Labour’s Unnecessary Death

Frank Field MP most recently caught public attention by backing the I Want A Referendum Campaign along with Graham Stringer, Kate Hoey and Gisela Stuart. When threatened with the withdrawal of the Labour Whip, all of them backed down apart from Gisela Stuart, who was banished from Westminster for three months while the Lisbon Treaty was squeezed through Parliament.

Although out of the news, Gisela Stuart has not gone quiet on the issues that concern her, and neither has Frank Field.

The notion that these four eurosceptic Labour MPs might be able to capture the leadership of the Party is heavily discounted by commentators, who see a continuation of New Labour under David Milliband as the most likely outcome were Brown to fall. And yet Frank Field is listed in betting as an outsider for next Labour leader by the bookies.

Field, pictured here as presented on The Happy Blog Of Harriet Harman (!) – (subtitled ‘My Relief From The Madness, Badness and Sadness Of Westminster), recently gave a lecture titled the Unnecessary Death Of Labour England. Unlike Harman, Field realises that Labour has to please its voters, not its leaders, if it is to survive.

Here is an extract –

Parties that consistently fail to represent their core vote are liable to die. The fate of the Liberal Party was summed up in George Dangerfield’s book The Strange Death of Liberal England.

Labour stands poised at a similar juncture to that occupied by the Liberals prior to 1918. Labour has failed to represent its core vote on two issues which these voters put towards the top of their agenda. It has allowed uncontrolled immigration with its impact not just on earnings but more generally on housing, schools and other public services, to the disadvantage of working class English voters, both white and black.

Here is another opening for the BNP. Just as Labour voters have been prepared to support the BNP as a means of registering their wish to see the number of new arrivals to this country controlled, even more maybe prepared to look around to find a party that will assert their English identity.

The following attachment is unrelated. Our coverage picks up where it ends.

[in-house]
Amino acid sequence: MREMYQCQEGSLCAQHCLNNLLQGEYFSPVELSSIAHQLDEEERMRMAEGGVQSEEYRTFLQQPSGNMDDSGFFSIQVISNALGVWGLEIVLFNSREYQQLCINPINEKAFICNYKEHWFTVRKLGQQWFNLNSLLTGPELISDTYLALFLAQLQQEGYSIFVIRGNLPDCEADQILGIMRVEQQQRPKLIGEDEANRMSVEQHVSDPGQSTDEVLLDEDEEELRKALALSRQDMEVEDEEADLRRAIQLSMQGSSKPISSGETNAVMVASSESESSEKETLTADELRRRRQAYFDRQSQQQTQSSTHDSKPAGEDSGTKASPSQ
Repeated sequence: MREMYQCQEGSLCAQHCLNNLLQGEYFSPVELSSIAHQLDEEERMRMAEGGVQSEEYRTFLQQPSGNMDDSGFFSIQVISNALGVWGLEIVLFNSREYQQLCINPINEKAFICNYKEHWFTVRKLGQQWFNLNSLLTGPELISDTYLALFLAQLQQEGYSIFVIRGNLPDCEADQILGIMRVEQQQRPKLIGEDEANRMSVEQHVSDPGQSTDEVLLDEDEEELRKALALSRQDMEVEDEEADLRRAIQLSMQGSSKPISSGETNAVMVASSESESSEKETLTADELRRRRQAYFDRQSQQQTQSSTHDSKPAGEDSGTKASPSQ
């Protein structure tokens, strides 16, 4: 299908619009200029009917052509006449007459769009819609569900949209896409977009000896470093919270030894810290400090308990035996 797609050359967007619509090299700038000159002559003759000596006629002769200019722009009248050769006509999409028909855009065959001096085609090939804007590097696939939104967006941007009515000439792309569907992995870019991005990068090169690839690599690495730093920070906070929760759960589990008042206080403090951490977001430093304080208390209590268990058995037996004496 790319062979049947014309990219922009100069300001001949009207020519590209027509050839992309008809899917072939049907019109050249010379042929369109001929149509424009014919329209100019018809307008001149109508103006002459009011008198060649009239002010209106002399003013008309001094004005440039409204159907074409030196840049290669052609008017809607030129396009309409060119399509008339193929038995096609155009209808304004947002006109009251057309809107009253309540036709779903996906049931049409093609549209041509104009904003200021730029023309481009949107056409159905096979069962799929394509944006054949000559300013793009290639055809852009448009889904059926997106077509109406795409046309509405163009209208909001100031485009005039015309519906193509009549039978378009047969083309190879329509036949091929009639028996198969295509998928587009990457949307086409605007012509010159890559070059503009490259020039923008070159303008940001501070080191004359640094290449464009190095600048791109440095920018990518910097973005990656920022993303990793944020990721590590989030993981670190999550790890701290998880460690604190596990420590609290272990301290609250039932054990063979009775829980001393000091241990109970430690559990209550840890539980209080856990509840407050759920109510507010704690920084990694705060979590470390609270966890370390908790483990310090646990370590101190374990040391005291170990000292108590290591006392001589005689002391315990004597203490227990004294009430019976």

I would not question Frank Field’s wisdom, and indeed polling does indicate that support for Labour is crashing through the floor heading for the basement as the third largest party.

Labour MPs might decide that they prefer to go down with the New Labour ship, but equally a sense of personal survival might suddenly come over them, especially as all that is being asked of them is that they return to the principles that they themselves believe in. Does the Labour Party have the strength to throw off the coil that is dragging it into oblivion? Field explains in much detail where he sees the problem as coming from. It is worth reading, but the underlying problem is still the same. Labour has to challenge the power of Brussels, or curl up and die.

Read the lecture given at the University Of Hertfordshire on the 3rd June 2008 HERE. If Labour could start to listen and think, and not be cowed by its aggressive, poisonous and unpopular leaders like Harman and Brown, it might live to fight another day. There’s only an outside chance, but if it happens, Field and Stuart will be a key part of Labour’s revival.

The Tap Blog is a collective of like-minded researchers and writers who’ve joined forces to distribute information and voice opinions avoided by the world’s media.
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